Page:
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by the puissance of a reiterated consent and a second contract.

The senatus consultum next invests Louis Napoleon with the right to adopt an heir, in default of a direct successor. Adoption, which is a common right in private families, cannot be an exception in dynastic families; for, when no natural heir exists, it is a principle in public law that the choice of the monarch belongs to the people. But that rule is that of ordinary times, and cannot suit in an absolute manner an order of things which again resumes a new course after a long interruption, and in the midst of the most extraordinary circumstances.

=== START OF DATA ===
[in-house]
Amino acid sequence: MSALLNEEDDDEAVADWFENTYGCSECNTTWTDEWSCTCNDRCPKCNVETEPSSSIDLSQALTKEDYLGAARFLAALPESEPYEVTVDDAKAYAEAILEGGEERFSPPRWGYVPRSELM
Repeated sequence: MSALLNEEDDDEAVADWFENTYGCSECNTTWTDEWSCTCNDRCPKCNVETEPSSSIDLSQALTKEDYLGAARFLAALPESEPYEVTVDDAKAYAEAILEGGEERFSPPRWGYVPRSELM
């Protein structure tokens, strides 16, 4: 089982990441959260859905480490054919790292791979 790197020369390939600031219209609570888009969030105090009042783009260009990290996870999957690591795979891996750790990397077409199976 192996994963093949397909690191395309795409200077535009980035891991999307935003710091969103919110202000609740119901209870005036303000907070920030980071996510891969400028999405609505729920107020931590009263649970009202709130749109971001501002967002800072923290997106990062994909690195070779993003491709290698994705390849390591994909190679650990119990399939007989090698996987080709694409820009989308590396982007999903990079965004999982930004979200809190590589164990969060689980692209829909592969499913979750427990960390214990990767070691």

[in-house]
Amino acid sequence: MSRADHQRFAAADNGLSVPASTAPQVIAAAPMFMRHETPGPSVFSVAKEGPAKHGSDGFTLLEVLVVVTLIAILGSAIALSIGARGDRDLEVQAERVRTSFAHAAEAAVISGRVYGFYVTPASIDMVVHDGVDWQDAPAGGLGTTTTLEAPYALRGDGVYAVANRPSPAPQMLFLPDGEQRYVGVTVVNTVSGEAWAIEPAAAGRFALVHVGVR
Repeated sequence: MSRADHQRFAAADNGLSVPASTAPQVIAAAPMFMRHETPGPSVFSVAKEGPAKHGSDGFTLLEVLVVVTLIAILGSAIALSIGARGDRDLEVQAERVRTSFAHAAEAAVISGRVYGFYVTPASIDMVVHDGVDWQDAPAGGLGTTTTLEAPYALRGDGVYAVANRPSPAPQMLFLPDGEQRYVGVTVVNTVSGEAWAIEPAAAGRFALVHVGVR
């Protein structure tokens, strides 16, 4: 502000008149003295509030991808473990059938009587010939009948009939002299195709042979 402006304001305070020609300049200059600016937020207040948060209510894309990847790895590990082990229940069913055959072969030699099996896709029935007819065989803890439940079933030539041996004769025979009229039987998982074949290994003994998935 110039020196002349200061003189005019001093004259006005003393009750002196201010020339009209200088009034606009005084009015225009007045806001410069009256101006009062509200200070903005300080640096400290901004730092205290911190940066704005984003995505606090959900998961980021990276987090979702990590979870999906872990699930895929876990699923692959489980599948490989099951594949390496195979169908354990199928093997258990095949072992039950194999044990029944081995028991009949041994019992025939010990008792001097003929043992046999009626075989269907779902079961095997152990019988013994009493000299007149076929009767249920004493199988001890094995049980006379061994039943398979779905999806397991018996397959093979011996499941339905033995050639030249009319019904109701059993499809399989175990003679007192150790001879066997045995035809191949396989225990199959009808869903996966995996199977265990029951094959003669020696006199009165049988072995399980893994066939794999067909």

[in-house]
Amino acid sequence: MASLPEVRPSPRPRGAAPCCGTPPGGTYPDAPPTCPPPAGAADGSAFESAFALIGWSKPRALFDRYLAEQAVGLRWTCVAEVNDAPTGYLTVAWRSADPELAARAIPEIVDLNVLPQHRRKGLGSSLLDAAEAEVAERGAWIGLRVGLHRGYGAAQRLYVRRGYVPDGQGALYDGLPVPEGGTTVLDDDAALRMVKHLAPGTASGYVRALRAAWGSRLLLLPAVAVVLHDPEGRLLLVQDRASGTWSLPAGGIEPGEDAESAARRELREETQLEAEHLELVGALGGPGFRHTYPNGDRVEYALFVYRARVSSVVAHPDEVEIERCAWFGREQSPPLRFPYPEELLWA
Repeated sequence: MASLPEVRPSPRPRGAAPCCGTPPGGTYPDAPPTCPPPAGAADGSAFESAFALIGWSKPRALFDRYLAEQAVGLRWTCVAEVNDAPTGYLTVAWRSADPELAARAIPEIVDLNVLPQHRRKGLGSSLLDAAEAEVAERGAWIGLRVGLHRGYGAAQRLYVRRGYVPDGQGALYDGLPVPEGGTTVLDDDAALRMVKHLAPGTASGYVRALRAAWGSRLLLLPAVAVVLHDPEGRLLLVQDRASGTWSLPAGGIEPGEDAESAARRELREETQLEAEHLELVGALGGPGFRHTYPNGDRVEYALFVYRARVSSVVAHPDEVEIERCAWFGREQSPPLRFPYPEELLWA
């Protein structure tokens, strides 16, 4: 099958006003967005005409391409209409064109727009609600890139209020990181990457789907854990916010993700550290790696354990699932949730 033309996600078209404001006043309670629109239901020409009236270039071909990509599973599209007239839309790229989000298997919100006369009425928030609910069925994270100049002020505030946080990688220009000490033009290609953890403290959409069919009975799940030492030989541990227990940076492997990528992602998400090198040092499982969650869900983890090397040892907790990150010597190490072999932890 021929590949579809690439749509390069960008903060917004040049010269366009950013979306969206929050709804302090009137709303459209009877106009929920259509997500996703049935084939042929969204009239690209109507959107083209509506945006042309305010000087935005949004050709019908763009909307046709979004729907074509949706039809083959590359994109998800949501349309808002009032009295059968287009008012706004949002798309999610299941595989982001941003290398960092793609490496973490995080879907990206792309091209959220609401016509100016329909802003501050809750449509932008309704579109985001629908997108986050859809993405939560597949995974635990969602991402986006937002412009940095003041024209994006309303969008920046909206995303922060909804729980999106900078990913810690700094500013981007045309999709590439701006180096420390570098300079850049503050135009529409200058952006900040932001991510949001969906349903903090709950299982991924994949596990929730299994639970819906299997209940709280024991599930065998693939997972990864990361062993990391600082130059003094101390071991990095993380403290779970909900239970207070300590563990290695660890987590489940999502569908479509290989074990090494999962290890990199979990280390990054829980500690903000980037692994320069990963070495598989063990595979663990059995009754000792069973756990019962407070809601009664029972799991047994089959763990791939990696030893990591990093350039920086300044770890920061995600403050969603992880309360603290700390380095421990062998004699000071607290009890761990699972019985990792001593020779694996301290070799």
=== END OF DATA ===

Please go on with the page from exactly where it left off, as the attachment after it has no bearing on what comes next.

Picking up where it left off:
Louis Napoleon, the depository of the confidence of the people, charged by it to draw up a constitution, can, on infinitely stronger grounds, receive the mandate to provide for certain eventualities, and to prevent certain crises in which that constitution might perish. The strokes of nature have been often terrible in reigning families, and have set at naught the counsels of wisdom. The French people will not imagine that it makes too great a sacrifice of its rights in abandoning itself once more to the prudence of the prince whom it has made the arbiter of its destinies. This provision, besides, is borrowed from the imperial constitution. The empire which revives ought not to be less powerful in its means than was the empire at its commencement. And, in order to remain within the letter and the spirit of that precedent, the senatus consultum proposes to you not to admit of such adoption, except for the male descendants, natural and legitimate, of the brothers of Napoleon I. The right of unlimited adoption would be in manifest contradiction with the popular wish for the re-establishment of the empire, which is the guiding-star of our deliberations. In fact, the empire is inseparable from the name of Bonaparte ; and cannot be conceived without a member of that family with which the